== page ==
is no basis for a retaliation claim. In support of this position
they cite only two cases, one from 1987 and one from 1988.
Defense counsel might not be aware that subsequently, the law on
retaliation has been greatly developed. The court will examine
current case law to evaluate the retaliation claim.
Finally, defendants cite the doctrine of qualified immunity,
claiming that it should apply to them.
Exhaustion of Administrative Remedies According to 42 U.S.C. § 1997e(a), "[n]o action shall be
brought with respect to prison conditions under section 1983 of
this title . . . by a prisoner . . . until such administrative
remedies as are available are exhausted." See Porter v. Nussle,
122 S. Ct. 983 (2002); Massey v. Helman, 259 F.3d 641 (7th
Cir. 2001); Johnson v. Litscher, 260 F. 3d 826 (7th Cir.
2001). Plaintiff alleges in his complaint that he did exhaust
administrative remedies. Further, in his complaint and response
to the motion to dismiss, he attaches copies of his grievances,
and states in the response that he did exhaust on the issue of
At this point the court could do one of two things: deny
defendants' motion on this issue because their evidence cannot be
considered in a motion to dismiss, or convert the motion into one
for summary judgment pursuant to Fed.R. Civ. P. 12(c), and give
Plaintiff the required LR56.1 warning and give him time to
respond appropriately. The court denies defendants' motion to
dismiss as to the failure to exhaust claim. Defendants' arguments
that he must have specifically stated the names of the defendants
in his grievances is not an accurate depiction of what is
required in an inmate grievance. As the Seventh Circuit made
clear in Strong v. David, 297 F. 3d 646, 649 (7th Cir.
When the administrative rulebook is silent, a
grievance suffices if it alerts the prison to the
nature of the wrong for which redress is sought. As
in a notice-pleading system, the grievant need not
lay out the facts, articulate legal theories, or
demand particular relief. All the grievance need do
is object intelligibly to some asserted shortcoming.
Additionally, and contrary to defendants' assertions, Plaintiff
need not specify by name each person against whom he addresses
his grievance. Murray v. Artz, 2002 WL 31906464, *4, referring
to the quoted language from Strong:
[T]his language does not require a prisoner to have
named a prospective defendant in his grievance, even if the prospective defendant was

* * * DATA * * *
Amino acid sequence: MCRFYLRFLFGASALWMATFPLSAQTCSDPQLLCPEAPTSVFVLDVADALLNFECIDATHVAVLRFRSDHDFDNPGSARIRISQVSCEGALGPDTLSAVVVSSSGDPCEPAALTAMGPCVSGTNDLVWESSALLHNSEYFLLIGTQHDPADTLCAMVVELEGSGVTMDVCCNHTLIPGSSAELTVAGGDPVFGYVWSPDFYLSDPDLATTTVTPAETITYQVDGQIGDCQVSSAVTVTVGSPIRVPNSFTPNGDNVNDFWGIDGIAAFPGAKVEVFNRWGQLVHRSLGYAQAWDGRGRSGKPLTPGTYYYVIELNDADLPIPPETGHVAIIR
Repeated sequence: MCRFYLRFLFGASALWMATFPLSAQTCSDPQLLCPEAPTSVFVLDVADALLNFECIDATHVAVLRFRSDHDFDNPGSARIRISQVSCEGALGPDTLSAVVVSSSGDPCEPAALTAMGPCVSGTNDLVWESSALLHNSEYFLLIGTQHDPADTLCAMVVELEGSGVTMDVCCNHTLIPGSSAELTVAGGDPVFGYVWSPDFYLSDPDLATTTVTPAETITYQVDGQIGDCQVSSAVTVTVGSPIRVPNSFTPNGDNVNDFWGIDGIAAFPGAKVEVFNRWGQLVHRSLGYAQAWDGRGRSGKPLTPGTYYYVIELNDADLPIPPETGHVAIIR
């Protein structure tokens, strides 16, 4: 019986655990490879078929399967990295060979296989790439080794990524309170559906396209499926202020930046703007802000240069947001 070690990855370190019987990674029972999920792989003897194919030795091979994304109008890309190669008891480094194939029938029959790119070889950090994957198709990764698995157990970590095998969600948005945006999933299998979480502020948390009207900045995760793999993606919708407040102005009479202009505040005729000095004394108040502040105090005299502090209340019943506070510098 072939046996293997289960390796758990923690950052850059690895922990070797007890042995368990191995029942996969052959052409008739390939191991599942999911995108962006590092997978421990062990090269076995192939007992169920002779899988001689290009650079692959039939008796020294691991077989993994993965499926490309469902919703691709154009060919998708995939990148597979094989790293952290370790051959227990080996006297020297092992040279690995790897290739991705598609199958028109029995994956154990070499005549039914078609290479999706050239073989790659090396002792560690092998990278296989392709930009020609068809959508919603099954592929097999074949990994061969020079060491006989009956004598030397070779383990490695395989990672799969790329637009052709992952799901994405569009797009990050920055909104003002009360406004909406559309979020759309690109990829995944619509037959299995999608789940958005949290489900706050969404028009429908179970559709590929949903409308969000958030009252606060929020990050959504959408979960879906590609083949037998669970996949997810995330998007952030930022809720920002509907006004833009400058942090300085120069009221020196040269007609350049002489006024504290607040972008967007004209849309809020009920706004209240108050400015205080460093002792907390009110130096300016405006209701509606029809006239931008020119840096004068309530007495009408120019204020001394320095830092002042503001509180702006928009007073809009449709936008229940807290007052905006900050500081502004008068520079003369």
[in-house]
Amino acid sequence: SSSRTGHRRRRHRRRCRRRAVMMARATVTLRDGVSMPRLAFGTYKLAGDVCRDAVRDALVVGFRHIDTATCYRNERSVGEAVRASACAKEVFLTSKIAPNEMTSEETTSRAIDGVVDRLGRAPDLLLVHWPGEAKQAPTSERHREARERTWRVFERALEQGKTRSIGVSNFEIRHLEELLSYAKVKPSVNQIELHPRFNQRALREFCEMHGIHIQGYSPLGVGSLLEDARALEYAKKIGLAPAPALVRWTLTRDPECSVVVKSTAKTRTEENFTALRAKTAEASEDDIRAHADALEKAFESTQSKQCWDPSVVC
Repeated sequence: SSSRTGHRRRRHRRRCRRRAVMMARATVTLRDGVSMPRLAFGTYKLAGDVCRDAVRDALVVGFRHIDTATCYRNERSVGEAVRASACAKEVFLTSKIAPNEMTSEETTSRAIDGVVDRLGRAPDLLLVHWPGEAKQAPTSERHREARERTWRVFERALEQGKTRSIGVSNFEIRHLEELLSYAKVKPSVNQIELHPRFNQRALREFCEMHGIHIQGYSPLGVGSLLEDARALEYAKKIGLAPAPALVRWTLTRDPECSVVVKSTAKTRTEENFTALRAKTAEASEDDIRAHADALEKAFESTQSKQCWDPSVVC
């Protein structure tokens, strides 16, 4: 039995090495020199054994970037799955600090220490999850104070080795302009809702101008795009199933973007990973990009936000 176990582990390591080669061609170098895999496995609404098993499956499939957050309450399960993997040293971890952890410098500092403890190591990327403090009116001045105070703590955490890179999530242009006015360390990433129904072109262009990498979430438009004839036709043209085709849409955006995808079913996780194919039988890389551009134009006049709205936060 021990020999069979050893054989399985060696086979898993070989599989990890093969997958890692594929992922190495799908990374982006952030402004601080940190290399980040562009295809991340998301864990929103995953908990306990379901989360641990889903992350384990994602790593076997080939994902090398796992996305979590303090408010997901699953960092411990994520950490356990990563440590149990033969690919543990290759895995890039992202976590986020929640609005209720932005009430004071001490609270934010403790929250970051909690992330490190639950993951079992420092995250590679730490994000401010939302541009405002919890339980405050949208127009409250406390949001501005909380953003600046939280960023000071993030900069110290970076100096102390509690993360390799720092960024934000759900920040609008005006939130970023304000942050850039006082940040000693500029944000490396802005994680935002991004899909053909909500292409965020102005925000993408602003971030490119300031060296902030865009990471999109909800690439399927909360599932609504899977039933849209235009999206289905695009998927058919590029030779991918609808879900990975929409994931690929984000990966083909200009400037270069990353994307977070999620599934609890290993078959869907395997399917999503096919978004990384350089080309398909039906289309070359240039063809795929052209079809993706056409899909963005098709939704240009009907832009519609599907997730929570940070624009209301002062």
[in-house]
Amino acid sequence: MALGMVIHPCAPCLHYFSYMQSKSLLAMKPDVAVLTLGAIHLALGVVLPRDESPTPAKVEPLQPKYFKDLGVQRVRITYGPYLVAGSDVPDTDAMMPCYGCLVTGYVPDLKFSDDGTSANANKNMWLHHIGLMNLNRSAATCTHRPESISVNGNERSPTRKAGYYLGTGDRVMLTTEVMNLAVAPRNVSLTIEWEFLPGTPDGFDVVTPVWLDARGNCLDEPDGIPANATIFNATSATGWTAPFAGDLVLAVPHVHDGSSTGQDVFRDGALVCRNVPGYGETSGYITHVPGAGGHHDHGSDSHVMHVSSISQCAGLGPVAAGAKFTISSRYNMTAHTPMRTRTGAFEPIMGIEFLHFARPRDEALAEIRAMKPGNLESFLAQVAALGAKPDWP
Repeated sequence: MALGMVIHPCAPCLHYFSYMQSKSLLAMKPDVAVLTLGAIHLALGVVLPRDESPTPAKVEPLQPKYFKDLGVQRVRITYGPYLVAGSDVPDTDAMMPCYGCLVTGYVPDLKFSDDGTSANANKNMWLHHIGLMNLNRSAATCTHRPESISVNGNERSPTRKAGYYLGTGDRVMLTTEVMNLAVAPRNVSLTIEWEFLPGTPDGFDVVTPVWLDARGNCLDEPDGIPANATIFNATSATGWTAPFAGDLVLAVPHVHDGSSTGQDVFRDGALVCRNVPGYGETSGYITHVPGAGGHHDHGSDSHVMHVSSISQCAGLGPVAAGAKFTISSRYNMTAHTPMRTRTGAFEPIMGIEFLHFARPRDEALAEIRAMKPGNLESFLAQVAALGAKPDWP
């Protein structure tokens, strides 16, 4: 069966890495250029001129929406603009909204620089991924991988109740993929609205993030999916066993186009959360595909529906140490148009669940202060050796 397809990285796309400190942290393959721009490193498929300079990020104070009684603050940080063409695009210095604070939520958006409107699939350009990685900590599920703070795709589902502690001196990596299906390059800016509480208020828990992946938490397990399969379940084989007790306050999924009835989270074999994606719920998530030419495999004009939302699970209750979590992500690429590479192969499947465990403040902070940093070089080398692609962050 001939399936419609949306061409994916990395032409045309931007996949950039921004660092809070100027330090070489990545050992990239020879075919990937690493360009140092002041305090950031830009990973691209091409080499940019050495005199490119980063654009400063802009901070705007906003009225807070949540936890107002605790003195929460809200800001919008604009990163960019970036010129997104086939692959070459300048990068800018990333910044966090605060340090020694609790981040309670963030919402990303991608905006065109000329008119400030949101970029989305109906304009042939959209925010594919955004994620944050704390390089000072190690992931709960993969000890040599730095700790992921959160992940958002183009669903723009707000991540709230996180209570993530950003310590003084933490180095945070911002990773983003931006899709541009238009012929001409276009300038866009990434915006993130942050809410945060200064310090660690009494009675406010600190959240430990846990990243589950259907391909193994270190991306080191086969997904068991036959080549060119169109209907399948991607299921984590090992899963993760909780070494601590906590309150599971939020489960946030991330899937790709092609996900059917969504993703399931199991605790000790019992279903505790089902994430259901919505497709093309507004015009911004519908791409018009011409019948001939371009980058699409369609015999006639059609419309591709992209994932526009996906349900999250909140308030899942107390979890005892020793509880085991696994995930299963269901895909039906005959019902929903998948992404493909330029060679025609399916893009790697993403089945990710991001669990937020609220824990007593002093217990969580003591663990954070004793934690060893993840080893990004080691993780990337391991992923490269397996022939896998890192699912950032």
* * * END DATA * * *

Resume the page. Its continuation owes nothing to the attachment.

known to the prisoner when the grievance was written.
Finally, in Higgs v. Carver, 286 F. 3d 437, 439 (7th Cir.
2002), the Seventh Circuit made clear:
Higgs has not alleged a chronology of events from which
retaliation can be inferred. But as the Supreme Court and this
court have emphasized, there are no special pleading rules for
prisoner civil rights cases (citations omitted). . . . All that
need be specified is the bare minimum facts necessary to put the
defendant on notice of the claim so that he can file an answer.
Beanstalk Group, Inc. v. AM General Corp., 283 F.3d 856, 863
(7th Cir. 2002). `All that's required to state a claim in a
complaint filed in a federal court is a short statement, in plain
(that is, ordinary, non-legalistic) English, of the legal
claim. . . . The courts keep reminding plaintiffs that they don't
have to file long complaints, don't have to plead facts, don't
have to plead legal theories.' Kirksey v. R.J. Reynolds Tobacco
Co., 168 F.3d 1039, 1041 (7th Cir. 1999). Had Higgs merely
alleged that the defendants had retaliated against him for filing
a suit, without identifying the suit or the act or acts claimed
to have constituted retaliation, the complaint would be
insufficient, cf. Muick v. Glenayre Electronics, 280 F.3d 741,
743 (7th Cir. 2002), because the defendants would not have known
how to respond. But Higgs specified both the suit and the act of
retaliation (namely placing him in lockdown segregation for 11
days), and this specification was enough to enable the defendants
to file an answer. See, e.g., Johnson v. Stovall, 233 F.3d 486,
489 (7th Cir. 2000).
Similarly, Plaintiff has attached as exhibits to his complaint,
as well as to his response, copies of grievances which, contrary
to defendants' characterization, actually do allege retaliation.
He raised the issue of retaliatory action against him by
Defendant Catchings in his grievance of January 23, 2003 and
various letters including one dated May 8, 2003. He thus claims
he was disciplined and lost his prison job after he filed a
medical care lawsuit in this court and filed grievances. It